He whistles replies to the birds, wondering what they’d take it to mean. And idly, Link plays with theories as to what happened? Those five years of silence couldn’t have meant war. War made records, and victors always told tales that eventually morphed into the only truth worth knowing. Did some past king step on too many toes and cause them to withdraw? Did they just suffer overwhelming tragedy of their own? Famine and plagues were always possibilities. These were questions he couldn’t answer, not now having seen nothing. 

   The first night he spent an hour searching for a slightly more solid bit of ground, finally giving up and wedging him in the first tree he saw that would support his weight long after the sun fell from the sky. No wonder no one really bothered to cross the fen completely, where exactly were you supposed to camp? After that he made it a point to stop at the first bit of solid ground he found in the afternoon. There was no telling if he’d find anything else before dusk and the ground was treacherous enough that he wouldn’t risk it in the dark.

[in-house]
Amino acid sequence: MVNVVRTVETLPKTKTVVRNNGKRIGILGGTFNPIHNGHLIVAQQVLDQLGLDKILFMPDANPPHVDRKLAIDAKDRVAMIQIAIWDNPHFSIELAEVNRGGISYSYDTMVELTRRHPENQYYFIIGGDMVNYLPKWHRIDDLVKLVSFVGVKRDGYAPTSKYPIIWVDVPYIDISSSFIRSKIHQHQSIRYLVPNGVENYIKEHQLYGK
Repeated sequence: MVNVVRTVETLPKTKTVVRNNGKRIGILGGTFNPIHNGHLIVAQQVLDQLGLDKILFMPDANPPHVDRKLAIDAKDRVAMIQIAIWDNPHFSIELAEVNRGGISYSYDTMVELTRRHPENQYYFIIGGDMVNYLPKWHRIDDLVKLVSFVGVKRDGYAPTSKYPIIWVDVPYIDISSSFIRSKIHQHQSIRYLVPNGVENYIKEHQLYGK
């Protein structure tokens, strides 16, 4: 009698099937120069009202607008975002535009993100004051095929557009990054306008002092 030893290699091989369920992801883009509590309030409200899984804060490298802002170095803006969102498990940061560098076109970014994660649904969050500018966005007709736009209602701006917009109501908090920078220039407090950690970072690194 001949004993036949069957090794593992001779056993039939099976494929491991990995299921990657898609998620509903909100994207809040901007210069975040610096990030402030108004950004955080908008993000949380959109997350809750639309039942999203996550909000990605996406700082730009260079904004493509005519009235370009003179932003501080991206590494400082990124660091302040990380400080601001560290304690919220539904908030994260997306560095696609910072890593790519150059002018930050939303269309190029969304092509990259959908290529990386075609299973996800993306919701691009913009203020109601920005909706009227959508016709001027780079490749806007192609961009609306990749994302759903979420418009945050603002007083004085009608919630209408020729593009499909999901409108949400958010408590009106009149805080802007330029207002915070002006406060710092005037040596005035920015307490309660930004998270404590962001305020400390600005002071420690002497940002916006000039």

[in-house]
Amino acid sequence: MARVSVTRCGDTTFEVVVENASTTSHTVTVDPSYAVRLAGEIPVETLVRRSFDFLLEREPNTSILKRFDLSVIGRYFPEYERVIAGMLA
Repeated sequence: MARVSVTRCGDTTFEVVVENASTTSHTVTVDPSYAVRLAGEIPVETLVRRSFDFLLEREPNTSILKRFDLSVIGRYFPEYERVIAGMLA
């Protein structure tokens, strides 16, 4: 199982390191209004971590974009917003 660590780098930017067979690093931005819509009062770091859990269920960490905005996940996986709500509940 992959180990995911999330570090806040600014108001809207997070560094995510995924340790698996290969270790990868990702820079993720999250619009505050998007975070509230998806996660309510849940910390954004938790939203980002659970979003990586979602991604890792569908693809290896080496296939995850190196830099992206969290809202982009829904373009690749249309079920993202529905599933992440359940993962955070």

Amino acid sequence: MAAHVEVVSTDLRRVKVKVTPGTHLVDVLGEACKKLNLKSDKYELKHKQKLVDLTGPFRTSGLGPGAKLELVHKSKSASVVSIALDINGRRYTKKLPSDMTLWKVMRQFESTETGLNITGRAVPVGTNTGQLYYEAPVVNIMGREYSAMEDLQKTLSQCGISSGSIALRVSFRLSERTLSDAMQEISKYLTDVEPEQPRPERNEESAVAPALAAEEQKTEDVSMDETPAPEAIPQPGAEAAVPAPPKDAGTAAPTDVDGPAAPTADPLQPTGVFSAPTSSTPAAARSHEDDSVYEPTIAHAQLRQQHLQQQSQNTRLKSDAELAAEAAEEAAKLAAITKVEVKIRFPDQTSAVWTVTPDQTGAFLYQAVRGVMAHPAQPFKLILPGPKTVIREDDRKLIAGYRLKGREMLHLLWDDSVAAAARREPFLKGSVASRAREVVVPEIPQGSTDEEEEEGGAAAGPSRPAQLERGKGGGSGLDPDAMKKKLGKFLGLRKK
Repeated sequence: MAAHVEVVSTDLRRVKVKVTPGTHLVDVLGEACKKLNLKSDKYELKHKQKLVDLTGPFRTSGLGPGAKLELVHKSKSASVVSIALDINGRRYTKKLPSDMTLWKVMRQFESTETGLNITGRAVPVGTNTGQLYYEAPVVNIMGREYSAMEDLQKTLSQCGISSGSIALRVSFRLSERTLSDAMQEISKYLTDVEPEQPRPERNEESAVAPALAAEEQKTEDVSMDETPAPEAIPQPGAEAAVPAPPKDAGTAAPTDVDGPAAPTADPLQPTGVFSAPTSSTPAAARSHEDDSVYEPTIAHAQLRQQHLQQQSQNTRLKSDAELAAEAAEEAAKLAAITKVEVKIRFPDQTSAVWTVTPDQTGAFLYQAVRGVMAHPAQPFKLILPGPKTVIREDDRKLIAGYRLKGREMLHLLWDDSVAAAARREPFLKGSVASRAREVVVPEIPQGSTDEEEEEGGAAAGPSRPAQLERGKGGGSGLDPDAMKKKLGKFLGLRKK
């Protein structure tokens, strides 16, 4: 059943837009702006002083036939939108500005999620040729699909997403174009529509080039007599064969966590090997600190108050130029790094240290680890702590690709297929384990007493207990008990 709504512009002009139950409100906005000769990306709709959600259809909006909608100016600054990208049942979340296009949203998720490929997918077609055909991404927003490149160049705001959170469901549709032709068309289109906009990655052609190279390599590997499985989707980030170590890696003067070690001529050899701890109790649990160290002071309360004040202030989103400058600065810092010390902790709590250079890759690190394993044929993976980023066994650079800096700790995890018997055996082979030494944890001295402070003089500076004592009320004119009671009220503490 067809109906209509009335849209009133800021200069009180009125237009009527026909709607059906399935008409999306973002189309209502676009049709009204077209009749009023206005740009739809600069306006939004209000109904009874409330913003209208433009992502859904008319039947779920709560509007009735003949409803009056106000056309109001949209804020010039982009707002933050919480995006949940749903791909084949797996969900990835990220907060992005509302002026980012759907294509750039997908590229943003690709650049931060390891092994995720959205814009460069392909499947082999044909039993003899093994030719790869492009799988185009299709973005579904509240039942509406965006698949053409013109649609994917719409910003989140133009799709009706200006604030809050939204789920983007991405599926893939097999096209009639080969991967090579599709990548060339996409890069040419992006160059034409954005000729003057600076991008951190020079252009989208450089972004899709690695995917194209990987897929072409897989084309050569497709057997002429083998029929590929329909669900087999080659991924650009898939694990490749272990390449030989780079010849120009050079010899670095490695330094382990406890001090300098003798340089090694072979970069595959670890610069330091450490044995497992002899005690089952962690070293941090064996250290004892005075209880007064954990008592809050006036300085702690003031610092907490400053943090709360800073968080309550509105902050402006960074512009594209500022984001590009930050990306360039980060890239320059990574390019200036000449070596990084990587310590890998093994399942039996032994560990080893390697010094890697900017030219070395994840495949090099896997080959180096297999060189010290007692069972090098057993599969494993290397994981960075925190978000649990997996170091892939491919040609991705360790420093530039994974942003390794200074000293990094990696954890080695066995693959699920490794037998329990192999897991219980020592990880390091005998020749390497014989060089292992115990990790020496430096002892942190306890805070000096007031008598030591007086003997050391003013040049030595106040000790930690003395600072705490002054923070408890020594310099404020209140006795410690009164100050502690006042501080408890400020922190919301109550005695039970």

The paths ended, forcing him to pick across deer trails. He still ended up with soggy boots, objectively the most uncomfortable thing he can think of. Eventually after a few days of this the fen gives way to trees, a day later actual solid ground. And rain. Link resigns himself to the idea of never getting quite dry.

    But the ground was slightly solid, or well. Solid enough where the fear of sinking a foot deep wasn’t applicable. And there was a proper path even though it was mostly mud there still wasn’t the risk of sinking in deep so really there wasn’t too terribly much to complain about. He just about wept when mud turned to stone.